The iDSD works equally well as a DAC for a smart device, such as an iPhone/iPad or Android, and of course with a laptop/computer. One will need the necessary connection kit or cable for use with a smart device, e.g. Apple camera connection kit (30 pin) or Lightning adaptor cable, and OTG cable for Android devices. Oh, the USB input is the latest and greatest 3.0 version, though USB 2.0 is compatible.
Two digital filters, selectable via a switch, allow the listener to fine tune, with switch up recommended for listening (Minimum Phase), and switch down recommended for measurement (Standard). There is a small multi-colored LED on top of the chassis, which changes color according to the sampling rate being processed. For example, Green indicates 44/48 kHz, White for DXD 352/384 kHz, Blue for DSD 2.8/3.1 MHz, and so on. In addition, the LED will inform the listener when the unit is waiting for a connection, or when the battery is either low or recharging.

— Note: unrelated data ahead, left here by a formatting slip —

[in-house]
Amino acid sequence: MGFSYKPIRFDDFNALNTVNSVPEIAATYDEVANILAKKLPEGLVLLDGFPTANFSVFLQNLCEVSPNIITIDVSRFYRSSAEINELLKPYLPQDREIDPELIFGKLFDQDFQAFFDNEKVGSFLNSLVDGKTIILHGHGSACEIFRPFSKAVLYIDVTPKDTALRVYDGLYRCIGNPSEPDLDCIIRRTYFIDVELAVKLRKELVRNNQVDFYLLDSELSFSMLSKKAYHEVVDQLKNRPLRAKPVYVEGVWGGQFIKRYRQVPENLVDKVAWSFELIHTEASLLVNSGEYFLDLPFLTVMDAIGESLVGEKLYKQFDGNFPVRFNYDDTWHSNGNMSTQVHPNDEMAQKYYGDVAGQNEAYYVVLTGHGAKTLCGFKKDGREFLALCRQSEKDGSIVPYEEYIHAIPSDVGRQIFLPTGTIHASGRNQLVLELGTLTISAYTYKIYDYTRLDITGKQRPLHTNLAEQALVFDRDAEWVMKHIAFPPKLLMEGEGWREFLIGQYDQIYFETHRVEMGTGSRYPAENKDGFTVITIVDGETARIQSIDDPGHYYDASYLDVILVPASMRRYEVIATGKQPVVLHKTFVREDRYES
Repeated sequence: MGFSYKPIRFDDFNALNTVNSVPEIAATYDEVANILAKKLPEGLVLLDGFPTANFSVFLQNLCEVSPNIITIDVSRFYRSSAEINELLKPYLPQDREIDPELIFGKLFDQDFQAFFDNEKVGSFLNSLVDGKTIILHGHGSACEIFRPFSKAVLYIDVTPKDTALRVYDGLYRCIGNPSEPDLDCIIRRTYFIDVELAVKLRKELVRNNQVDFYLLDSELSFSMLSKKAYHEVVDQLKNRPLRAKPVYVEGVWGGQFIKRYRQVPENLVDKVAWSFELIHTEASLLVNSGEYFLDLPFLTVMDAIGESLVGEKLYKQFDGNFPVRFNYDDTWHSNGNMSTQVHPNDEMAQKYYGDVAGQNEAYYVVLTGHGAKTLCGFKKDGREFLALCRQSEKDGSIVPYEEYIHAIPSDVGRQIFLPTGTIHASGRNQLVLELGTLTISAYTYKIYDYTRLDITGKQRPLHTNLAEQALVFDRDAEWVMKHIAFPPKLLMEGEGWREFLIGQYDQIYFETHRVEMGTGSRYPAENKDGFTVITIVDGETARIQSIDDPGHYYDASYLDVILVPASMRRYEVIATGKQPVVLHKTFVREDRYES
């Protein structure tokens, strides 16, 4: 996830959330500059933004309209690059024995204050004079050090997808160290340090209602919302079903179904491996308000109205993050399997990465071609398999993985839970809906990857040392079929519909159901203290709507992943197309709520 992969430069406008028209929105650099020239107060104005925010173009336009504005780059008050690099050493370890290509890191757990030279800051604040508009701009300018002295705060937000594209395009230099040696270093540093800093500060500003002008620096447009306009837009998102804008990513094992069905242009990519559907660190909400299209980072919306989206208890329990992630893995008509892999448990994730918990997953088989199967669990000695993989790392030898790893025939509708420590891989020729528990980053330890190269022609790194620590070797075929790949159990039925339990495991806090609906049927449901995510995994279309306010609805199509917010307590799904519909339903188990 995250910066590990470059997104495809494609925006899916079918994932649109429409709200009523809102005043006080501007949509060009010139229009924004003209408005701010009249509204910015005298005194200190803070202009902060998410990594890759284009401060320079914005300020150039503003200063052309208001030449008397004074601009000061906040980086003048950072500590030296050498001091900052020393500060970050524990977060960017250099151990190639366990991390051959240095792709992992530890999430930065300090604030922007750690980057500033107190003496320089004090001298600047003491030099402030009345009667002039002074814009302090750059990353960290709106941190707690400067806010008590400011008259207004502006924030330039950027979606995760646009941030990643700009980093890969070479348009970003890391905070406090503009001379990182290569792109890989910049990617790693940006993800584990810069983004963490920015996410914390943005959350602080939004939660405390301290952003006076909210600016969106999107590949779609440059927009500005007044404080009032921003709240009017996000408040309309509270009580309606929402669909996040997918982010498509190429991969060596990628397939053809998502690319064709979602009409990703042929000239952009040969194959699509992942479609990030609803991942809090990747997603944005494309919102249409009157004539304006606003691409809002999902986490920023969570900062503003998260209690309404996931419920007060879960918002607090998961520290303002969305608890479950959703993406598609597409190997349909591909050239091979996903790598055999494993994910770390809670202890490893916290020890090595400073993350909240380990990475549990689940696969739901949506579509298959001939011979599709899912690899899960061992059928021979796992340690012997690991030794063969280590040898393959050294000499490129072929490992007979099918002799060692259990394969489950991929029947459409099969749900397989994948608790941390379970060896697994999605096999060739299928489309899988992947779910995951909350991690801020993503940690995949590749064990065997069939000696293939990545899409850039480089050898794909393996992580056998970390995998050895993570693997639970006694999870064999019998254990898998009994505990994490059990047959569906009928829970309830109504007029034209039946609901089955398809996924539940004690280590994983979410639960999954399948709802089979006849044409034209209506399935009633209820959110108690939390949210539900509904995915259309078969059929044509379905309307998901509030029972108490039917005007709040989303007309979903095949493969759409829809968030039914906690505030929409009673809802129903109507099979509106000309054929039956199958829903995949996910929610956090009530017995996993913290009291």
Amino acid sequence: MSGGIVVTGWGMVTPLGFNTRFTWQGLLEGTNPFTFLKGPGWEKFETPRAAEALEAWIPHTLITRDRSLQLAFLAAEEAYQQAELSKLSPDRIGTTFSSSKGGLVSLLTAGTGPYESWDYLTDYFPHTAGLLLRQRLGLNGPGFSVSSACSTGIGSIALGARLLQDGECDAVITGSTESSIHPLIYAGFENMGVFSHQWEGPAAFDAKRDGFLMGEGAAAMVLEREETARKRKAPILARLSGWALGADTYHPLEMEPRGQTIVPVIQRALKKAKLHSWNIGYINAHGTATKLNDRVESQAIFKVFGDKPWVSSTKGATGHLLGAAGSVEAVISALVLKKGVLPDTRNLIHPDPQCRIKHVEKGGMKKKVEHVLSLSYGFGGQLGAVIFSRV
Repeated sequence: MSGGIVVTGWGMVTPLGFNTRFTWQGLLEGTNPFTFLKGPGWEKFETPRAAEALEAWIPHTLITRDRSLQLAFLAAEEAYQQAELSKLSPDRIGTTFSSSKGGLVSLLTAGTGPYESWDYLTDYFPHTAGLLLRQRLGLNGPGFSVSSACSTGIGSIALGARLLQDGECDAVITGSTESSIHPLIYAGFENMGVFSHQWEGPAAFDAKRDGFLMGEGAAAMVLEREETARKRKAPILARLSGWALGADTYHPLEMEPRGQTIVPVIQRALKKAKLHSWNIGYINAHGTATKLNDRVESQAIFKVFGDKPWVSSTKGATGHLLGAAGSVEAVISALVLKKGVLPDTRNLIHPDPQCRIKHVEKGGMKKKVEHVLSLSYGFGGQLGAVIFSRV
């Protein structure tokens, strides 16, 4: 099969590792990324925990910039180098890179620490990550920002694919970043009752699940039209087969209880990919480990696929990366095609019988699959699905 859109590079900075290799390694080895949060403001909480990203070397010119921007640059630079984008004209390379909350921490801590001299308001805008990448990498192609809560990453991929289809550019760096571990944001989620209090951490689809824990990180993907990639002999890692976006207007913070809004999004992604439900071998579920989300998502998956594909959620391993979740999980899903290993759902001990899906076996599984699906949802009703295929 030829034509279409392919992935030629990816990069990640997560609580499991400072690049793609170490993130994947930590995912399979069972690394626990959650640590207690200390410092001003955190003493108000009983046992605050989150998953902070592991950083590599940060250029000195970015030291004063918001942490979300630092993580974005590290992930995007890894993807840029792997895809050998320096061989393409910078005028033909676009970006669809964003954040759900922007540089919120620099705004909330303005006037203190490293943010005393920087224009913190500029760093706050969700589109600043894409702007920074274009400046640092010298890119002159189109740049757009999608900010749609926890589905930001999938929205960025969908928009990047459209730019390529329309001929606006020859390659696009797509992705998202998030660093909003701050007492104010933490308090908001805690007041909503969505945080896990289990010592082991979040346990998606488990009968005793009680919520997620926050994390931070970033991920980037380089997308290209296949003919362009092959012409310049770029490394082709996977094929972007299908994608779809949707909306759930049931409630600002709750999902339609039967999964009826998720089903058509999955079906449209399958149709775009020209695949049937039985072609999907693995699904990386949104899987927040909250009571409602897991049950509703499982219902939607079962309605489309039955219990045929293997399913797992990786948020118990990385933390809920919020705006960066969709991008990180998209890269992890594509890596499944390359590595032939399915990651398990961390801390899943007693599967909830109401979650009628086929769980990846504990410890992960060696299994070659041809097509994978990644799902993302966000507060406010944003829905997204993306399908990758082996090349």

Other features include one set of RCA analog outputs and an S/PDIF digital out (up to 192 KHz in PCM only). It appears the iDSD uses the same volume control for the headphone output as other iFi components. Unlike the iDAC described in Part II of the review (ESS Sabre chipset), the iDSD uses a Burr-Brown DAC chipset-capable of native DSD while the Sabre is not-with iFi-audio’s own software. The Nano iDSD is approximately 55% the size of the iDAC or the iTube from the micro series.